Course vs. Job Prospects. It is a fine line in deciding how to pursue your dream of taking a field that has a higher rate of job placement. College students put more weight into pursuing their likes when in fact, it can be balanced with what the job demands are after college. While you want to work on something that you are passionate about, make sure that it will help you pay the bills.
On The Job. College life is quite financially demanding and some of them cannot be covered by loans and your parents. Getting a job is seen to be a good option for some students that need to get through cash heavy purchases such as parking, food and even for coffee.
Money regrets you do not want to bring to your retirement
Retirees have gone through a lot and there a lot of wisdom we can learn from them. From knowing top issues to resolve in planning retirement to even explore debt relief options for retirees, they have been there and done that. Some of the more common regrets they have we want to address early on are:
Not saving for retirement. Most of the retirees regret not paying much attention to their pension after employment. Most of them thought that the paycheck will just keep on coming in. Most of them would like to get a second chance in building up their 401(k).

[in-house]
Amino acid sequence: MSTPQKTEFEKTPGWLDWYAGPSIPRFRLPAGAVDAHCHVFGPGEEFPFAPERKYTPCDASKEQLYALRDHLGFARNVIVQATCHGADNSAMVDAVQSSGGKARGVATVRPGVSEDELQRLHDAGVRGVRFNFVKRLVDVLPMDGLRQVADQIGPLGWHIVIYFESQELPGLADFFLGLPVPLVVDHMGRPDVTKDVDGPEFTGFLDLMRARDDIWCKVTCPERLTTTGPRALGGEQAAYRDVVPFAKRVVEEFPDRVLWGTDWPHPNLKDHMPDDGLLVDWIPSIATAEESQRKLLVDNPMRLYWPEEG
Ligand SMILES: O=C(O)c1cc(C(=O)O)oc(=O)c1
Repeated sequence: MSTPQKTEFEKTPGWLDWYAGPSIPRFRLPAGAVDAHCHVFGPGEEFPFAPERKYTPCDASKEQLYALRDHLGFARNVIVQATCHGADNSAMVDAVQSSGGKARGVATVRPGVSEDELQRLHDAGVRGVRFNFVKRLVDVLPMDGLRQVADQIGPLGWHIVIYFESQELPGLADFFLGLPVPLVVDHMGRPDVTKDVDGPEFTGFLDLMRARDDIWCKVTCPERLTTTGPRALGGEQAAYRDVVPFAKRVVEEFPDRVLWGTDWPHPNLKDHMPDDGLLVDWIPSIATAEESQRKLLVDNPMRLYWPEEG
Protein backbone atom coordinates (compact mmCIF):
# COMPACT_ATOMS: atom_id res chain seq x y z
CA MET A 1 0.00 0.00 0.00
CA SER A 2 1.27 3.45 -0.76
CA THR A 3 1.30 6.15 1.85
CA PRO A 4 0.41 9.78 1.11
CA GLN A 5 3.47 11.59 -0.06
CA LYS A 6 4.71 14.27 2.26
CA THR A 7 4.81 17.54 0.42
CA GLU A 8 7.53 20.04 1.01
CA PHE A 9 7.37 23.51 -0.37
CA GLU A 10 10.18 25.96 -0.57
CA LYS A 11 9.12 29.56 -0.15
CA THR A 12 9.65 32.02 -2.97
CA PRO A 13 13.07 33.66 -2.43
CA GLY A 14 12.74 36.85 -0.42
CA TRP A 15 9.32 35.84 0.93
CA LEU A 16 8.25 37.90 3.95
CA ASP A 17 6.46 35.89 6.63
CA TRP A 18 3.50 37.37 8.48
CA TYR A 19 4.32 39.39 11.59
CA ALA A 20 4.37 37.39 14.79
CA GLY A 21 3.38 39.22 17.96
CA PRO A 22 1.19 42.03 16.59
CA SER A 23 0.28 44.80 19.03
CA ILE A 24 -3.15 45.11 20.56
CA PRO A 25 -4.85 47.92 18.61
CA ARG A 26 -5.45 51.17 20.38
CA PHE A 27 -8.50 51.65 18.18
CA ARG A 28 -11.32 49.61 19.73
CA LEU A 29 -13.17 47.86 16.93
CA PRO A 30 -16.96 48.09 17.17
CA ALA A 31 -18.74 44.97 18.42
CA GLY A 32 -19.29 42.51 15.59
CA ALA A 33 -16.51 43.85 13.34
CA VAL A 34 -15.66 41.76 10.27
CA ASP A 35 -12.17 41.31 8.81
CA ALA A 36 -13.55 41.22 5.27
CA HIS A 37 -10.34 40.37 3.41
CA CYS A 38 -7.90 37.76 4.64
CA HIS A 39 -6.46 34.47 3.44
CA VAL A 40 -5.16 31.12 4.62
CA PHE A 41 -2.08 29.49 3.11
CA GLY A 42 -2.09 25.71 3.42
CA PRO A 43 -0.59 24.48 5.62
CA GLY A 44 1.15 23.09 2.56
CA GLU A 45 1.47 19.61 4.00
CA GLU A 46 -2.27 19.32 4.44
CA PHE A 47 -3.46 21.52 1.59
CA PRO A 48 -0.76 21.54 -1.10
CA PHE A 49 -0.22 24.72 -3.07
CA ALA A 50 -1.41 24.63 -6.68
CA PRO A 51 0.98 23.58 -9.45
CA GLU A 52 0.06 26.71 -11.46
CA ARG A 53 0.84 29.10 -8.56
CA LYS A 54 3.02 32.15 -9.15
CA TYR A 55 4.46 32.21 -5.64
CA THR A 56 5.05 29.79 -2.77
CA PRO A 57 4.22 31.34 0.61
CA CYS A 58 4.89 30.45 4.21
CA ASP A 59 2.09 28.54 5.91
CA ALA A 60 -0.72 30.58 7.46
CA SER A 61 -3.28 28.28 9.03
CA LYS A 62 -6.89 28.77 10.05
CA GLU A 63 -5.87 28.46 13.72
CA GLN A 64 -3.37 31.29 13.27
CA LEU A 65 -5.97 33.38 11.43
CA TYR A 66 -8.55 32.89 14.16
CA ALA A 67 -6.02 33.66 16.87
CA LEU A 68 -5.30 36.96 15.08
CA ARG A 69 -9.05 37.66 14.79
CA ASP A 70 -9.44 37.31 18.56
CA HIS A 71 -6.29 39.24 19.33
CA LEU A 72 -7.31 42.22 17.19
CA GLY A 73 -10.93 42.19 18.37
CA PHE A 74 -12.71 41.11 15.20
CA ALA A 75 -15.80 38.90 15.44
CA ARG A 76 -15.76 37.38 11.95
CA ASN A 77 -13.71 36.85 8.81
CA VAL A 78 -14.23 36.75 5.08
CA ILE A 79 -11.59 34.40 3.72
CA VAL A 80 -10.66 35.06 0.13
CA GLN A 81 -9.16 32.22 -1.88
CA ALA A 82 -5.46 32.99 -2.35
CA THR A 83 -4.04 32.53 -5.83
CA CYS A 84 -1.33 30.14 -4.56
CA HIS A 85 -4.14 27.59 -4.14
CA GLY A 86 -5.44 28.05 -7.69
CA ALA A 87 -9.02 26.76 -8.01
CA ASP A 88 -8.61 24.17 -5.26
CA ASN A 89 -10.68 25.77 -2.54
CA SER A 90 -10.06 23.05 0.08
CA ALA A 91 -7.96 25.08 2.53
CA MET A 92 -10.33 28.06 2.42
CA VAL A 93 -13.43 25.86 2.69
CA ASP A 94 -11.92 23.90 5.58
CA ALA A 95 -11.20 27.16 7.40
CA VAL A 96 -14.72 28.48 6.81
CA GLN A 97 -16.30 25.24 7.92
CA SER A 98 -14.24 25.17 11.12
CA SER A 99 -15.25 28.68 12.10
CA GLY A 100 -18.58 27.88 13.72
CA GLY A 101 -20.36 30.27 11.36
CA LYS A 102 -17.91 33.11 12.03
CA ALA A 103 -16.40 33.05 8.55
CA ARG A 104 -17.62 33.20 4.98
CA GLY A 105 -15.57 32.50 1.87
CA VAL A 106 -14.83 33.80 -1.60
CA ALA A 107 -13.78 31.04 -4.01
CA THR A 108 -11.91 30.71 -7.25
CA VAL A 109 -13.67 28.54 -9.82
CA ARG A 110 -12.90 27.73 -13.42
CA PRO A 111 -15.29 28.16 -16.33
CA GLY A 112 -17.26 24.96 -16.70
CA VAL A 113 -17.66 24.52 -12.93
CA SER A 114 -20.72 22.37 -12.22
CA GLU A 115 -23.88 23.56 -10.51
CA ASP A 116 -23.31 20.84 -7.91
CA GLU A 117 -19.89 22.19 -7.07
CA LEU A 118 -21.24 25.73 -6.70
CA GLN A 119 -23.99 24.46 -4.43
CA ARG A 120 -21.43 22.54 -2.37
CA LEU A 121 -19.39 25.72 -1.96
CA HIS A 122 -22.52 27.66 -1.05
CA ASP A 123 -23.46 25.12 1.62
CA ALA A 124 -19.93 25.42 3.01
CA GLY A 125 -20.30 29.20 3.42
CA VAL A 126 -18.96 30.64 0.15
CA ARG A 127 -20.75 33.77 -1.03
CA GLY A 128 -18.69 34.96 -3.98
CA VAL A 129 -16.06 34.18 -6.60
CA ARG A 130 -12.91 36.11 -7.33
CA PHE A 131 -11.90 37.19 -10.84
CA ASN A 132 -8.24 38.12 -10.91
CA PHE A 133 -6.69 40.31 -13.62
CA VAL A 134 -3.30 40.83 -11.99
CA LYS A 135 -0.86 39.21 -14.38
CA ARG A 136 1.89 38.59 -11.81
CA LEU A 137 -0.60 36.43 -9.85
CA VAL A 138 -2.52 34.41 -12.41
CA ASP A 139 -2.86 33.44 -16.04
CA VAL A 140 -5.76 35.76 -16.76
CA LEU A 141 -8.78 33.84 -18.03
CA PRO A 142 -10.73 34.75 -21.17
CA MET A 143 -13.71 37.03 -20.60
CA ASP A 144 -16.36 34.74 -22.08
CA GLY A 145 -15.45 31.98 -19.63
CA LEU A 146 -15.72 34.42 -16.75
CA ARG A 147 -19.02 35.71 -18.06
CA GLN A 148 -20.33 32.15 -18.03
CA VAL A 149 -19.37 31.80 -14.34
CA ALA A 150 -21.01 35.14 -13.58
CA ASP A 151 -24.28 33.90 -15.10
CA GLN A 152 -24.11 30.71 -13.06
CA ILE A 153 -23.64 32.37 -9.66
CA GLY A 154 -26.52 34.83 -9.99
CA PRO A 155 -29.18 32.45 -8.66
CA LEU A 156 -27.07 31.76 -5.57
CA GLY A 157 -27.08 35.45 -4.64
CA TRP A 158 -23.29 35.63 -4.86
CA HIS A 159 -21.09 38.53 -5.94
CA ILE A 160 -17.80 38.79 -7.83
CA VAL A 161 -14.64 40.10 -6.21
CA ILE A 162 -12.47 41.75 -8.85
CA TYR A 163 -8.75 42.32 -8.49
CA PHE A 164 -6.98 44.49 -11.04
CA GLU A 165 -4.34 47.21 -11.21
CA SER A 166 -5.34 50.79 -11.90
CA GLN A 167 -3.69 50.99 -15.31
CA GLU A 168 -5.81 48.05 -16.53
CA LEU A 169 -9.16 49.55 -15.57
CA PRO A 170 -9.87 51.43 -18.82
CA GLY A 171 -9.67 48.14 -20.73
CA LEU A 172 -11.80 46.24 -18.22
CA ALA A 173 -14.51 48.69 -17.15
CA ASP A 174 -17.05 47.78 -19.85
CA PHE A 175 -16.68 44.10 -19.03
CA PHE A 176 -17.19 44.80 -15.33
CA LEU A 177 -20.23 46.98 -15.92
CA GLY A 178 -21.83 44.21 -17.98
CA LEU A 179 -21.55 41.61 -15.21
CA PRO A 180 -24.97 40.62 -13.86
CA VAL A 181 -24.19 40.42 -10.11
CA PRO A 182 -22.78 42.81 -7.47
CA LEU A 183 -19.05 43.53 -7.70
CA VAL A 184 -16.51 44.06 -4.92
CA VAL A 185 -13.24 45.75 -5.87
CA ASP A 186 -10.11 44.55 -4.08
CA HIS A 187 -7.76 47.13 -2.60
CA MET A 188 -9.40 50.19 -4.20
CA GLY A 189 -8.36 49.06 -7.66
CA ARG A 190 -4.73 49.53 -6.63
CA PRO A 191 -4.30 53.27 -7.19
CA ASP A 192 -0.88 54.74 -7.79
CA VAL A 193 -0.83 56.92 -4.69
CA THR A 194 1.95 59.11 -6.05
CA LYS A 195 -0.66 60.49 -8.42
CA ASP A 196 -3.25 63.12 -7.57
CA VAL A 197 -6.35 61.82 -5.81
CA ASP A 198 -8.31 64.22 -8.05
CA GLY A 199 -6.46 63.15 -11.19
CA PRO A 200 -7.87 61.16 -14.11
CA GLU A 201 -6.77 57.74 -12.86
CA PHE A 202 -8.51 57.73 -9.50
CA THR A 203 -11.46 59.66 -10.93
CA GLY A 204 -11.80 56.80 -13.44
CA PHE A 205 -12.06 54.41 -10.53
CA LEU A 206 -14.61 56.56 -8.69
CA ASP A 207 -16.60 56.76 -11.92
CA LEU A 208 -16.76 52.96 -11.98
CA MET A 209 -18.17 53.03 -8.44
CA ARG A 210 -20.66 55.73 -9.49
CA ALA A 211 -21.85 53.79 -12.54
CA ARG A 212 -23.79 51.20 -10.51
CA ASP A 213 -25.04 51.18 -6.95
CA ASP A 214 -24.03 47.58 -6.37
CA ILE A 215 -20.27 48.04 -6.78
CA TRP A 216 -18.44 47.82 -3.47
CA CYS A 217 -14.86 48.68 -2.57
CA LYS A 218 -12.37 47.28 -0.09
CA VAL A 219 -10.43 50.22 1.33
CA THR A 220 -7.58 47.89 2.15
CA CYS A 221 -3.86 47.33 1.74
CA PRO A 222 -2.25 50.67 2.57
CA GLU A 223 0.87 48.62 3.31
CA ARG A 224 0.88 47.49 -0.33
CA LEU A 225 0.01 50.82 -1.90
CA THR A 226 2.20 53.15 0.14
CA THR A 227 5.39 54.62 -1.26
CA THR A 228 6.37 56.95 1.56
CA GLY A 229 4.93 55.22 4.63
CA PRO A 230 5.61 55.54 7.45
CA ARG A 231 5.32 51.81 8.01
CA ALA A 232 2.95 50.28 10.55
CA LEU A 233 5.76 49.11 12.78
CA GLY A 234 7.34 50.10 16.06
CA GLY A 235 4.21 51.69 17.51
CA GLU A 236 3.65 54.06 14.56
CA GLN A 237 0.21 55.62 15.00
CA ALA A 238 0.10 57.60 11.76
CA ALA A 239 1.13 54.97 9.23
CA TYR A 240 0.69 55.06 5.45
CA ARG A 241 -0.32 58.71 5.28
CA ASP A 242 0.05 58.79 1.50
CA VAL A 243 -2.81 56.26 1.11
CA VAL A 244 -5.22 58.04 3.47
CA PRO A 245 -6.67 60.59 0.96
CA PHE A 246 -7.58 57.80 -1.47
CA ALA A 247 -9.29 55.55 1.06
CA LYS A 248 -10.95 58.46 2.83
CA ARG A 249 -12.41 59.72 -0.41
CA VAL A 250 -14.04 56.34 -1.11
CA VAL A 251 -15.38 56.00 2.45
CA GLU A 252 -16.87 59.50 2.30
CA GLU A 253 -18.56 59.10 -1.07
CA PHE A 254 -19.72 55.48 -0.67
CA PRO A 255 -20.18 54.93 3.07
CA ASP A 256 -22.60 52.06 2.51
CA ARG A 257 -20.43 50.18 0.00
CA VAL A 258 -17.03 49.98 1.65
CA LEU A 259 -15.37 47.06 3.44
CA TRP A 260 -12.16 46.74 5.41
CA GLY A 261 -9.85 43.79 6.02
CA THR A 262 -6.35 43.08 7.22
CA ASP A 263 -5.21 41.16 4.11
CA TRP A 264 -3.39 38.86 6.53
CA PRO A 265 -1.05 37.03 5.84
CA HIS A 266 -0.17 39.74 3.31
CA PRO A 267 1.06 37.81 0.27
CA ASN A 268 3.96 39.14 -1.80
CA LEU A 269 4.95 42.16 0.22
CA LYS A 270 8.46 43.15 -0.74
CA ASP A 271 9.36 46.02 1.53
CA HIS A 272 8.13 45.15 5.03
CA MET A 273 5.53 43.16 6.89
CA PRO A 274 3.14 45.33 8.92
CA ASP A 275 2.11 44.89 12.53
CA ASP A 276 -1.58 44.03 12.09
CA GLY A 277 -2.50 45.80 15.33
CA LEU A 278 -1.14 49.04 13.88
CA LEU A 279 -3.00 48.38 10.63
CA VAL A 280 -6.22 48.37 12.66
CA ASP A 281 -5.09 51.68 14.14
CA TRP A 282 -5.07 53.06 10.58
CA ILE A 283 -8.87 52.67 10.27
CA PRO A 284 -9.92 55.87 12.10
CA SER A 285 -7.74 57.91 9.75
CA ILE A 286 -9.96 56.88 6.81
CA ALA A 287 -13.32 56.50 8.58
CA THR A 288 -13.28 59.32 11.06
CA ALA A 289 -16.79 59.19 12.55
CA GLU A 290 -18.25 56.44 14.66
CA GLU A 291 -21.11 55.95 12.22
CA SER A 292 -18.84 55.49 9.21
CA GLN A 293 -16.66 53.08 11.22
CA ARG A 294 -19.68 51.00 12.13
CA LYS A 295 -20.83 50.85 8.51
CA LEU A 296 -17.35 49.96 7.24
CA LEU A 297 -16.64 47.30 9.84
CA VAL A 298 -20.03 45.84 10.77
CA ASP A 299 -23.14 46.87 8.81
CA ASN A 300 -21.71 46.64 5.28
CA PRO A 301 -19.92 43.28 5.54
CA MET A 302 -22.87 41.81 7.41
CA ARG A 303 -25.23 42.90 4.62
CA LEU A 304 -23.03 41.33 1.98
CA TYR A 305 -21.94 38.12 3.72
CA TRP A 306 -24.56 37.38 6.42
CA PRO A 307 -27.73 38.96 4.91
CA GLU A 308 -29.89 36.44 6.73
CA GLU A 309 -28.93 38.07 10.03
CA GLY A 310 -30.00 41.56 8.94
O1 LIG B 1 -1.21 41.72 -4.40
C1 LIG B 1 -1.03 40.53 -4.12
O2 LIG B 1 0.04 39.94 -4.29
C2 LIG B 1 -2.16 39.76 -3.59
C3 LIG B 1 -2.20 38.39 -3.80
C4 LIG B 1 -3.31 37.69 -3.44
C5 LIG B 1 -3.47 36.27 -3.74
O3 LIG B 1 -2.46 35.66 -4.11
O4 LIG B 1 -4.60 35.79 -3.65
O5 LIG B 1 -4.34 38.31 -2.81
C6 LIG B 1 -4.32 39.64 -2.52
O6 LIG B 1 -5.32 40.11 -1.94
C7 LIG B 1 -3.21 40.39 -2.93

Health for Money. A lot of them prioritized money over their health so much that they are now hoping for a second chance. They would have paid more attention to their health and the money second. Health is an investment that is worth prioritizing over that pitch or brand campaign.
Letting go of yourself. As some of them started a family, they stopped investing in themselves. As soon as the youngest child goes off to college, they are left with nothing to do. It is great to continue with self-growth even while raising a family.
Settling for a house. Some of them regret settling for a cheap house and investing on the repairs. Most of the houses sold cheap are in neighborhoods that might or might not improve and the cost of the repairs are just not worth it.
There is wisdom found in retirees because they have undergone some of the most challenging financial situations. Some of them were able to hurdle over it and some of them are still paying the price for wrong decisions. Whatever it is, we need to learn from their experiences so we may have less financial regrets in life. We will still make mistakes because that is one great way of learning. The idea is to bounce back and learn from them.